A skills shortage in high-end hospitality led 10 renowned hotels outside of London to team up and address the problem head on. Luxury Academy co-founder Paul Russell speaks to managers and trainees to find out more about the Ten out of Ten training initiative
Luxury doesn’t happen by accident. It doesn’t compromise, and it doesn’t make do. Luxury is crafted, curated, perfected and maintained to the most exacting standards. It is a special world and it demands special people to take it into the future.
In the executive offices of most luxury hotels, the skills gap is the subject of continuing debate. The hospitality industry, which tends to be a seasonal stop-gap for young people with other careers in their sights, has been grappling with a shortfall in committed, well-trained staff and managers.
For the luxury economy, creating and nurturing a talent pool is a matter of some urgency and with this in mind, managers at 10 of the UK’s most iconic hotels and restaurants outside of London set up the Ten Out of Ten 25-month management development programme, led by Cliveden House Hotel general manager Sue Williams.
As a result, many of the next generation of the UK’s top hotel managers are learning the ropes the old-fashioned way in some of the country’s finest establishments.
“The idea behind Ten Out of Ten is to give trainees as much exposure to every aspect of the luxury hotel business as possible,” explains Emma Jenkins, director of HR at The Vineyard and a founding member of the development programme.
“Trainees spend five months working at one hotel and in one particular department: housekeeping, concierge, kitchen, front-of-house, sales, marketing, finance, events — the whole works,” she adds.
For Ed Fitzpatrick, one of the first intakes, this meant a privileged two years. “There’s no doubt in my mind that I wouldn’t have progressed as quickly if I’d stayed in one position over that two years,” he says.
Fitzpatrick’s placements included five months spent in the kitchen at Gidleigh Park Hotel, Devon and at Heston Blumenthal’s The Fat Duck Restaurant, two memorable experiences among many.
“You can’t fail to learn from such exceptional people. It was an extraordinary opportunity,” he recalls.
Lydia Sheehan, a first-year trainee on the Ten Out of Ten programme, is also finding the breadth of skills rewarding: “You get to experience each discipline from the bottom up. I’ve particularly enjoyed being able to experience the whole spectrum of roles within a department — in my service training I started as a waitress and moved onto carrying out restaurant manager roles”.
1. Chewton Glen, Hampshire
2. Cliveden House, Berkshire
3. Dormy House Hotel & Spa, Cotswolds
4. Lucknam Park Hotel & Spa, Wiltshire
5. Mallory Court Hotel, Warwickshire
6. Pennyhill Park, Surrey
7. The Seafood Restaurant, Cornwall
8. South Lodge Hotel, Sussex
9. The Hinds Head, Bray
10. The Vineyard, Berkshire
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Learning the ropes
This is not a course in which trainees learn passively and the level of commitment expected is high.
“You wouldn’t get this kind of access through other hospitality courses,” Jenkins points out, a view echoed by the course participants. “But you have to be the very best. Luxury hospitality is more than just a job. It’s about attention to detail and making the difference. You can’t have off-days.”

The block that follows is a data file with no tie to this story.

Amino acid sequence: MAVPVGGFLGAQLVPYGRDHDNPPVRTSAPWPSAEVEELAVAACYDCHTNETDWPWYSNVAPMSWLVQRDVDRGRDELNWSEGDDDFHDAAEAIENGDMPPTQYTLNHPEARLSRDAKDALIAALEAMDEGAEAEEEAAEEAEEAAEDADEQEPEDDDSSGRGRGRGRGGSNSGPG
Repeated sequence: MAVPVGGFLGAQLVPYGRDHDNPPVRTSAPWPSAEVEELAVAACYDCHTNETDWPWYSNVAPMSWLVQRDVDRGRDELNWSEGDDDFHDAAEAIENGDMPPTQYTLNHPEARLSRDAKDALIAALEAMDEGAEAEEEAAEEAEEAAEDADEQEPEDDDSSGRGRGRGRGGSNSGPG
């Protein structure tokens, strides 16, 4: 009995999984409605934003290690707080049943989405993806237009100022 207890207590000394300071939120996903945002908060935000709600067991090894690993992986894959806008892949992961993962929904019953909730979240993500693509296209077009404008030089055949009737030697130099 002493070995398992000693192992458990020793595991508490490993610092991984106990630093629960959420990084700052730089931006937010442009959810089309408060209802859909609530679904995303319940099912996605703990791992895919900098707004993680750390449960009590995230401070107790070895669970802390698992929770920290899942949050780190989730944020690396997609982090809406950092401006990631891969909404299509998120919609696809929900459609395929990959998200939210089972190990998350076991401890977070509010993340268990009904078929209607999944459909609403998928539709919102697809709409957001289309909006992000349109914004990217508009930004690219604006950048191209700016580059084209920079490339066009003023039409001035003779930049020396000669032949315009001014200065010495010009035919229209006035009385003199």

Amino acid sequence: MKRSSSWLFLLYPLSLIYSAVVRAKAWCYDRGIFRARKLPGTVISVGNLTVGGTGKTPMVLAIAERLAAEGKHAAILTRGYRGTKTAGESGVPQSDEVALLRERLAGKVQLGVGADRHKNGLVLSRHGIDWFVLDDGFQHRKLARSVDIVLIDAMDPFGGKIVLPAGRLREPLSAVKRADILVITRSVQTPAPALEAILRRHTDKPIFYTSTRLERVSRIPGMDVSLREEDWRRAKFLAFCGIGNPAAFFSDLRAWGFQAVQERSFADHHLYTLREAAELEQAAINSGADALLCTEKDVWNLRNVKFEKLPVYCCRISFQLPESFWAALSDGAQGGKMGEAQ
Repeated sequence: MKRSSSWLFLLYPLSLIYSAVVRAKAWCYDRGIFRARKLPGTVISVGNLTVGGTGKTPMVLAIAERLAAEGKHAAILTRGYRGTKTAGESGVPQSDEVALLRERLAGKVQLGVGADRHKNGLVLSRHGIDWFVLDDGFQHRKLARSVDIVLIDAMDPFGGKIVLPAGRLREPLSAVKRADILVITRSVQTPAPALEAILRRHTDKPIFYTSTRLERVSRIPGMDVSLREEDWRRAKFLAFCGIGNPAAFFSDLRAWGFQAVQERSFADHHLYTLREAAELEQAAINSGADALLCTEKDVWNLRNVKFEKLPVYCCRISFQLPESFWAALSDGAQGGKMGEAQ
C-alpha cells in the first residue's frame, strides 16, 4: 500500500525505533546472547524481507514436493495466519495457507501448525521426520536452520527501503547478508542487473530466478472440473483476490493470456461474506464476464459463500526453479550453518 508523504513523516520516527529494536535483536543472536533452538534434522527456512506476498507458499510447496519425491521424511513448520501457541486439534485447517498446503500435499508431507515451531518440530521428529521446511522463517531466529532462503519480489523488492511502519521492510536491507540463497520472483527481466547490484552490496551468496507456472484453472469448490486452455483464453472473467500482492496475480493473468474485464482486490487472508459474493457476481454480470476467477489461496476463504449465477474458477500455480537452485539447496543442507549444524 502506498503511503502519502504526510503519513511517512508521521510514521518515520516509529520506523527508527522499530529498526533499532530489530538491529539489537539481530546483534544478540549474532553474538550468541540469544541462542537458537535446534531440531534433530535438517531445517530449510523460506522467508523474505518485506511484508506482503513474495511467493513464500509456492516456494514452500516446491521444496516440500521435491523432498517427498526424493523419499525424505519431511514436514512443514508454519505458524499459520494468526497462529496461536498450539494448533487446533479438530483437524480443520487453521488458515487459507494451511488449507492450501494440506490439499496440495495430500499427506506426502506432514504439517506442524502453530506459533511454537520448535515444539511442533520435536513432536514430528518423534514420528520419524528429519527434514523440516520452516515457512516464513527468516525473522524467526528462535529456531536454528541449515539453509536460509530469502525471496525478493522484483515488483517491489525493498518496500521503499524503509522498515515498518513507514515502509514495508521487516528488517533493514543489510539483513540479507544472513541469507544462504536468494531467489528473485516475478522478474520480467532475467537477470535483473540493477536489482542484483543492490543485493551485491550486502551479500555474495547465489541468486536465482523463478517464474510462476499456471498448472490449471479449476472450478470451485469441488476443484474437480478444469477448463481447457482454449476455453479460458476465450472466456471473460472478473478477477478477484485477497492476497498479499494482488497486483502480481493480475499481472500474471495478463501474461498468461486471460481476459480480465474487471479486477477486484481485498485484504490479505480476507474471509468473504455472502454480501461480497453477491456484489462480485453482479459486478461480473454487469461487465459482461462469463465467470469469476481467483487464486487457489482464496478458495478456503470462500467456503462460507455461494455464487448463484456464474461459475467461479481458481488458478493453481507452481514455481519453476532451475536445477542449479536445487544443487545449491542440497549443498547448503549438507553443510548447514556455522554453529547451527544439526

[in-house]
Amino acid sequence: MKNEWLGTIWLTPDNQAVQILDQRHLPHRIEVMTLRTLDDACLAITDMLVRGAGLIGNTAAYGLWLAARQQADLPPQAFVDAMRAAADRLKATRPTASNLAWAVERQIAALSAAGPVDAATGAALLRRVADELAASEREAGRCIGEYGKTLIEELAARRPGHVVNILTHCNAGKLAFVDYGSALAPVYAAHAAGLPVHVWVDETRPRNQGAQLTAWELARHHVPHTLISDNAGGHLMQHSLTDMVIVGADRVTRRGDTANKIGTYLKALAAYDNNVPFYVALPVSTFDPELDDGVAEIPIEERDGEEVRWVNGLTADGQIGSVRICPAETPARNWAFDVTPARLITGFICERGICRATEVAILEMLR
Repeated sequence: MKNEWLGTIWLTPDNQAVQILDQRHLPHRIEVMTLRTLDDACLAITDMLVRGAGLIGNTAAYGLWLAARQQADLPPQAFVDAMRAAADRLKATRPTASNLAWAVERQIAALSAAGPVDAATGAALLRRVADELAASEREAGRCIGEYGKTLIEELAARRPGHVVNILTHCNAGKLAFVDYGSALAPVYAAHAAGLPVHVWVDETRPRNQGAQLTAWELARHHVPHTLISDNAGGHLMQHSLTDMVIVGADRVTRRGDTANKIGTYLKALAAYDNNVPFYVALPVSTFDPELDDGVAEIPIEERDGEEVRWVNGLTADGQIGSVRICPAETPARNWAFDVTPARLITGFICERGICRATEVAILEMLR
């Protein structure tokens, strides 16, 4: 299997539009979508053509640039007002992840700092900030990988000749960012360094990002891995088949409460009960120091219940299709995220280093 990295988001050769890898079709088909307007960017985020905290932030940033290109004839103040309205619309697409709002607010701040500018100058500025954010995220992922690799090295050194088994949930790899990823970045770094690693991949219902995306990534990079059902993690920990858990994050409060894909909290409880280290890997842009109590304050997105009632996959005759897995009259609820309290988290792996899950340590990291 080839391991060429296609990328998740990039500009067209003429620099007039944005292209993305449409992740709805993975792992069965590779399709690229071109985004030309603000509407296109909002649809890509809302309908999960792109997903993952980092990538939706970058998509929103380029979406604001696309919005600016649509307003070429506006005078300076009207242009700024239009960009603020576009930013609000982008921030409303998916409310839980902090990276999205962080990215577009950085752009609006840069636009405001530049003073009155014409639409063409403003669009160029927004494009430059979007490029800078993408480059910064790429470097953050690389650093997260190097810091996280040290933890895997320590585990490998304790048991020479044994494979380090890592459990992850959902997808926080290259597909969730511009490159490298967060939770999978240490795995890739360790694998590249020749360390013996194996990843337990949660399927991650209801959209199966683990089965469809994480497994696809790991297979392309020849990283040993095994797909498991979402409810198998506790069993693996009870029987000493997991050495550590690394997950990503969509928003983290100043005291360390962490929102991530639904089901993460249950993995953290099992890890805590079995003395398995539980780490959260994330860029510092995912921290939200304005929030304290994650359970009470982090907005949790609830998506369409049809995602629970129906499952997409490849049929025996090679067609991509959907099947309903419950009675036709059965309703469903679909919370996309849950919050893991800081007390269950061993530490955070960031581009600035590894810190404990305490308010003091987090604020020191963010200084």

The organisers of the programme have a number of support systems for trainees. Everyone has to be clear about their objectives at each hotel placement; there are frequent training days and regular reviews to help monitor progress.
Each trainee can rely on a buddy system for emotional support from a member of the previous year’s intake, while the mentor programme offers professional guidance from senior managers to help candidates plot their career in luxury hospitality.
“The course is hard work and can be challenging,” says Sheehan. “I had considered taking a degree in hospitality management, but I believe this course will give me invaluable experience in the hotel industry and a great start to my career”.
For Fitzpatrick, his career will soon begin, upon completion of the course, having secured a new management position at the five-star Chewton Glen hotel in Hampshire.
Encouragingly, each year’s intake has been balanced more or less equally between male and female, which bodes well for a future generation of female managers in luxury hospitality.
“There’s no ceiling to hold you back,” says Jenkins. “Candidates are selected entirely on merit from those who demonstrate passion, charisma and a little sparkle”.
Furthermore, Ten Out of Ten is not a graduate programme and accepts applications from those who have either worked in hospitality (including internal candidates) or from those who have received a qualification in hospitality management.
For those considering applying, there’s plenty of advice: “Be 100% certain this is what you want to do,” advises Ed. “And prepare for the interview day so that you know all 10 establishments involved”.
Sheehan, who is now approaching her second year in the programme, adds: “You need to be sure that you can put in the effort and work hard to achieve your objectives and get as much as you can out of the course”.
As the 2013 intake roll up their sleeves and begin their 25-month luxury odyssey, a challenging few years lies ahead and — on the evidence so far — a golden opportunity.